There is a sad inevitability to the news that Q magazine is closing down. I haven’t read it for years though when it first came out, in October of 1986, and for many years afterwards I read it from cover to cover, until around 2000 when its demographic changed and I found myself reading music mags that catered more for my musical tastes.
         For years I kept my old Q mags and only when we last cleared out the space beneath the stairs about three years ago was I persuaded to chuck out about 150 copies that had become unloved. Still, I kept the first 10 issues and still have them  that's some of them above  and I also kept the photo supplements (Vols 1-8) which feature some of the best music photography you’ll find anywhere.
         Had I still been working on a music weekly when Q first appeared I might have resented its arrival, viewing it as unwelcome competition in what was already a crowded field. The internet was still to happen, CDs were flying off the shelves and Live Aid – no doubt the trigger that persuaded David Hepworth and Mark Ellen to launch it – was fresh in the memory. Q was aimed at a slightly older market than that catered for by the music weeklies and this was why I went for it. Even in 1986 New Musical Express and my old berth Melody Maker were leaving me behind, rightly so too. I had always felt that the weeklies should be staffed by writers from the same age group as their readers.
      “Magazines tend to bracket people by taste, or what they assume that taste should be,” wrote editor Ellen in that first issue. “This is a magazine that doesn’t. We don’t presume to know what you like but we hope you like this.” I also liked Q’s slightly cheeky attitude, an irreverence carried over from Smash Hits which Ellen had also edited and which the late Tom Hibbert brought to Q with his often hilarious ‘Who the hell do they think they are?’ pieces.
         That first Q featured Paul McCartney on the cover, trailering an interview in which he ‘relives the Beatles’ story for the first time since the death of John Lennon’. Bob Dylan and Lenny Henry are featured inside, along with eight pages on the use of cocaine. In the LPs section Paul Simon’s Graceland gets a five-star review (but R.E.M.’s Life’s Rich Pageant and Talking Heads’ True Stories get only four stars). Bob Geldof’s Live Aid memoir Is That It? gets a good review but Charles Shaar Murray pans my old editor Ray Coleman’s ‘authorised’ biography of Eric Clapton. “Rarely has the subject of an authorised biography emerged as such an unpleasant character, and rarely has an author seemed more oblivious to the implications of his material.” Take that Ray. There was what appeared to be a regular classical record review section and, at the back, a fiendishly difficult pop quiz that I half filled in. Happy days.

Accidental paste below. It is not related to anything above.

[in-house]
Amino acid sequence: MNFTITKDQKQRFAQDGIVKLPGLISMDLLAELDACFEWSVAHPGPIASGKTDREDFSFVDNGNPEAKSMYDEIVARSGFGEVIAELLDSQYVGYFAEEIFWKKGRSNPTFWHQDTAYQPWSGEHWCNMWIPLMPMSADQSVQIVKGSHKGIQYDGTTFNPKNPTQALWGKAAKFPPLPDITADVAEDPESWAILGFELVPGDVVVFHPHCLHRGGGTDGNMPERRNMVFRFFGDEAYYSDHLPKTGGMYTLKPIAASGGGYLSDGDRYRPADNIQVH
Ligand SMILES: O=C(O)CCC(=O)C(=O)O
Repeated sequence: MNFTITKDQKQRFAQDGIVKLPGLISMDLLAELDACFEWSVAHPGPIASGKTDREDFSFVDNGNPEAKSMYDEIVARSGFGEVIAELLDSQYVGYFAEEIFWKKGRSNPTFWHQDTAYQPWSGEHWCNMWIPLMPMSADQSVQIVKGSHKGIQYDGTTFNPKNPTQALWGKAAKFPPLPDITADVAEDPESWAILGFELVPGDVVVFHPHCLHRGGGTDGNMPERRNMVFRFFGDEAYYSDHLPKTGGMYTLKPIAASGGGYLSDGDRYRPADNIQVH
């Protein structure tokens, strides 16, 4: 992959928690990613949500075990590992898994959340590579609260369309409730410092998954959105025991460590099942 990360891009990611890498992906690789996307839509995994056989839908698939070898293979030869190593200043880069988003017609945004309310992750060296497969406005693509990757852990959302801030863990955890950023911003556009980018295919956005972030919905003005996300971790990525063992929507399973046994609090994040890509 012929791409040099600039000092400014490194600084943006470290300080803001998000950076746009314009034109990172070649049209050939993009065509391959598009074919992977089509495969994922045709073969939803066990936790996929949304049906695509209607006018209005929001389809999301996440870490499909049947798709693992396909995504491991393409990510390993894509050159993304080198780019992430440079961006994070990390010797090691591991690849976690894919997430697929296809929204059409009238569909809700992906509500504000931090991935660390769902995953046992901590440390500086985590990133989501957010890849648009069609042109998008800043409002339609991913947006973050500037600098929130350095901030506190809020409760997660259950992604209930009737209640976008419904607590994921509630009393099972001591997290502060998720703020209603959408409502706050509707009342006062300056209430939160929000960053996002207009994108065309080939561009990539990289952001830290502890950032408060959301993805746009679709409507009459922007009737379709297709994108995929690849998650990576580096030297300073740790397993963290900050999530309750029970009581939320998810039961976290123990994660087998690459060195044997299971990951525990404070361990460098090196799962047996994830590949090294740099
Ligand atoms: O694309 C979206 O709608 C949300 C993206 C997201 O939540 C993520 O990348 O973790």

Music magazines now, such as they are, definitely bracket people by taste, as Mark Ellen observed and tried vainly to transform. Mojo, the brand leader in 2020, caters to an age group who probably still remember the heyday of MM and NME. Its most recent issue has David Bowie on the cover, circa 1973, the year when MM’s circulation reached its peak of 200,000 a week. On the shelf in my local Sainsbury’s there are more magazines for musicians – for guitarists, bassists, keyboard players – than there are magazines aimed at music fans. And often there are more ‘specials’ that feature one classic act, often Pink Floyd or Led Zeppelin, their contents hewn from old issues of NME and MM, than there are monthly mags.
         So today I don’t so much mourn Q as the idea behind it, and the era in which it thrived. For over 60 years, from the golden days of NME and MM, through the years when Q reigned supreme and up to the present day, the British music press has offered opportunities for young writers to hone their skills and, perhaps, become writers of note. Many have succeeded. When any music magazine closes down those opportunities are diminished.  


Alan Hawker said...

I was about 6 months late coming to Q, but when I did, I bought it slavishly up until about 2003, when as you mention, we outgrew each other. For probably a few years before that, I would skim rather than read it from cover to cover. I too, kept all of the back issues, and would spend time going back over them rereading articles as my whims in music changed from week to week. With the input of Hepworth and Ellen at the beginning, it felt like an adult Smash Hits which had been my magazine of choice in the 1980-1985 years.It felt like a natural progression to get Smash Hits and over the years it did broaden my musical outlet, especially in the 90s, when I had thought that "modern music" had passed me by, but around 1995 it opened up all these amazing new groups that invigorated my, at time, stagnation.

I had to throw them all out when I moved to Canada, as I just couldn't bring them (also my Record Collectors). I did however scan loads of favourite articles which I still have.

We parted companies, but I have fond memories of my days of being a Q reader. Really sad to see it go.

Chris Charlesworth said...

Thanks Alan. For me, it's sad when any music mag bites the dust, regardless of whether or not it covered the kind of music I like. They're in my genes.

John Pitt said...

After the demise of most of the music papers ( NME kept going ) this slot was filled by quality magazines like Q, Uncut and Mojo. I have bought loads of them in my time and probably still got most of them somewhere.